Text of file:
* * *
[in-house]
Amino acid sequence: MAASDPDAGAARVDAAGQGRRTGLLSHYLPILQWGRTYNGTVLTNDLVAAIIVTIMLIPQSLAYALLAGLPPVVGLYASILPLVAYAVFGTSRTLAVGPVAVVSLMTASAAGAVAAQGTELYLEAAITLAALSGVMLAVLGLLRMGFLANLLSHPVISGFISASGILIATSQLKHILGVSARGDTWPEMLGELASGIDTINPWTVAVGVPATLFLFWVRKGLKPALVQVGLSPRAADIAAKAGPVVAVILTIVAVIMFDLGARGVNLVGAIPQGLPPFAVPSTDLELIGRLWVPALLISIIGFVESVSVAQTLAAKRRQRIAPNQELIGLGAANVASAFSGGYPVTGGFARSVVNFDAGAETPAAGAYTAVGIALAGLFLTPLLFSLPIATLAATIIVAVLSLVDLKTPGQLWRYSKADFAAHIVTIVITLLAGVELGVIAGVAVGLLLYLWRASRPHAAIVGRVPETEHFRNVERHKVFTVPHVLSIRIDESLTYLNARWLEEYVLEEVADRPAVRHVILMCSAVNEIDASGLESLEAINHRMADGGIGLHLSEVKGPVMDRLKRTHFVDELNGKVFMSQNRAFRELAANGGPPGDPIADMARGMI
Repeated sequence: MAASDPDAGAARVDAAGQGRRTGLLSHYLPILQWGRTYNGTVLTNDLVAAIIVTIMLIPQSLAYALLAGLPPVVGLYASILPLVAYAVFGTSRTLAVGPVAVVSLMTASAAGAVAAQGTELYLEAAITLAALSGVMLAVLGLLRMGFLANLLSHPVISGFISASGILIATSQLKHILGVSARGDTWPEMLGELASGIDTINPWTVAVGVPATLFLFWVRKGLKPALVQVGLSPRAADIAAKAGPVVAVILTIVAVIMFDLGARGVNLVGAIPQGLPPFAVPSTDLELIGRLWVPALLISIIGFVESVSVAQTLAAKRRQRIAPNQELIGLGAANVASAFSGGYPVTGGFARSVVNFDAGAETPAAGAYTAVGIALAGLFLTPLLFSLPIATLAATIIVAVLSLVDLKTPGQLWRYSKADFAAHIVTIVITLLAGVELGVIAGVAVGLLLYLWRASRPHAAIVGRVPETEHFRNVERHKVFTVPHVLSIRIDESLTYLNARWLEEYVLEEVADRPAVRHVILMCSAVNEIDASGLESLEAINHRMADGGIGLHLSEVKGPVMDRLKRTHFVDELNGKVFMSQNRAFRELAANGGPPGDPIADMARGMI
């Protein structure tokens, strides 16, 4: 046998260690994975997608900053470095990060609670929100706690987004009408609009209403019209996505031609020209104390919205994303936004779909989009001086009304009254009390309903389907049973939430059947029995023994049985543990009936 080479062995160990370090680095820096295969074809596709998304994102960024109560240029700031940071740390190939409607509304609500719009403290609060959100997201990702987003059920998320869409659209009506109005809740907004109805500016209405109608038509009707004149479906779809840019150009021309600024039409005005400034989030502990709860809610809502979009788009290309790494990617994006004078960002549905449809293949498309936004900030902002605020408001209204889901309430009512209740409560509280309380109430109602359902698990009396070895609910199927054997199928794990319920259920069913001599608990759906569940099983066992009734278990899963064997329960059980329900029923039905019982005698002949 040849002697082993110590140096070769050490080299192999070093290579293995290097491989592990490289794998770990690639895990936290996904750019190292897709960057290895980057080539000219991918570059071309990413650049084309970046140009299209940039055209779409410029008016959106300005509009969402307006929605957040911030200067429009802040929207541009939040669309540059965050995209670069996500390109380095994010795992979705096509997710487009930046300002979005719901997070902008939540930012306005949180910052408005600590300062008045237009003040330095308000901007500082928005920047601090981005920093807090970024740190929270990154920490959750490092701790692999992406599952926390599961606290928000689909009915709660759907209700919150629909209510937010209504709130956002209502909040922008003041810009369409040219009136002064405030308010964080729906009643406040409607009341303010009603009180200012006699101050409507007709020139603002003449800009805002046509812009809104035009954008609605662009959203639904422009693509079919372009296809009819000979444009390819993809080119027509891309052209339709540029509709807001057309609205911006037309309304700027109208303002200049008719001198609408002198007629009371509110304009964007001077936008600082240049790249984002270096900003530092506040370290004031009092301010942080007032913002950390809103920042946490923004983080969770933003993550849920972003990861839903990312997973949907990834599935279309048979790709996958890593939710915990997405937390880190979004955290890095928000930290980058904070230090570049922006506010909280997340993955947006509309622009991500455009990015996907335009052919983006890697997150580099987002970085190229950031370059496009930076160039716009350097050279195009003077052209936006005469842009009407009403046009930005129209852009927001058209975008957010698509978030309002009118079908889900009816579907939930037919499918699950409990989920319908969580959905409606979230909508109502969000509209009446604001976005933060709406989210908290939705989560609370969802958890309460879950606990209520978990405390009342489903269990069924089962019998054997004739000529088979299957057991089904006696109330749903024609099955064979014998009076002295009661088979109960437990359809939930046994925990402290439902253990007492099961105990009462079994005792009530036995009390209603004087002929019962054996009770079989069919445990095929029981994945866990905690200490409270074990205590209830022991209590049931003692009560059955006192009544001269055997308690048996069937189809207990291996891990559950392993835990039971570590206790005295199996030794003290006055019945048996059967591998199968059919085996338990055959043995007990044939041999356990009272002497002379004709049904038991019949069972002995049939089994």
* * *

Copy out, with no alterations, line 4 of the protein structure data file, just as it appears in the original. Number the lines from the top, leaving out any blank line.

């Protein structure tokens, strides 16, 4: 046998260690994975997608900053470095990060609670929100706690987004009408609009209403019209996505031609020209104390919205994303936004779909989009001086009304009254009390309903389907049973939430059947029995023994049985543990009936 080479062995160990370090680095820096295969074809596709998304994102960024109560240029700031940071740390190939409607509304609500719009403290609060959100997201990702987003059920998320869409659209009506109005809740907004109805500016209405109608038509009707004149479906779809840019150009021309600024039409005005400034989030502990709860809610809502979009788009290309790494990617994006004078960002549905449809293949498309936004900030902002605020408001209204889901309430009512209740409560509280309380109430109602359902698990009396070895609910199927054997199928794990319920259920069913001599608990759906569940099983066992009734278990899963064997329960059980329900029923039905019982005698002949 040849002697082993110590140096070769050490080299192999070093290579293995290097491989592990490289794998770990690639895990936290996904750019190292897709960057290895980057080539000219991918570059071309990413650049084309970046140009299209940039055209779409410029008016959106300005509009969402307006929605957040911030200067429009802040929207541009939040669309540059965050995209670069996500390109380095994010795992979705096509997710487009930046300002979005719901997070902008939540930012306005949180910052408005600590300062008045237009003040330095308000901007500082928005920047601090981005920093807090970024740190929270990154920490959750490092701790692999992406599952926390599961606290928000689909009915709660759907209700919150629909209510937010209504709130956002209502909040922008003041810009369409040219009136002064405030308010964080729906009643406040409607009341303010009603009180200012006699101050409507007709020139603002003449800009805002046509812009809104035009954008609605662009959203639904422009693509079919372009296809009819000979444009390819993809080119027509891309052209339709540029509709807001057309609205911006037309309304700027109208303002200049008719001198609408002198007629009371509110304009964007001077936008600082240049790249984002270096900003530092506040370290004031009092301010942080007032913002950390809103920042946490923004983080969770933003993550849920972003990861839903990312997973949907990834599935279309048979790709996958890593939710915990997405937390880190979004955290890095928000930290980058904070230090570049922006506010909280997340993955947006509309622009991500455009990015996907335009052919983006890697997150580099987002970085190229950031370059496009930076160039716009350097050279195009003077052209936006005469842009009407009403046009930005129209852009927001058209975008957010698509978030309002009118079908889900009816579907939930037919499918699950409990989920319908969580959905409606979230909508109502969000509209009446604001976005933060709406989210908290939705989560609370969802958890309460879950606990209520978990405390009342489903269990069924089962019998054997004739000529088979299957057991089904006696109330749903024609099955064979014998009076002295009661088979109960437990359809939930046994925990402290439902253990007492099961105990009462079994005792009530036995009390209603004087002929019962054996009770079989069919445990095929029981994945866990905690200490409270074990205590209830022991209590049931003692009560059955006192009544001269055997308690048996069937189809207990291996891990559950392993835990039971570590206790005295199996030794003290006055019945048996059967591998199968059919085996338990055959043995007990044939041999356990009272002497002379004709049904038991019949069972002995049939089994």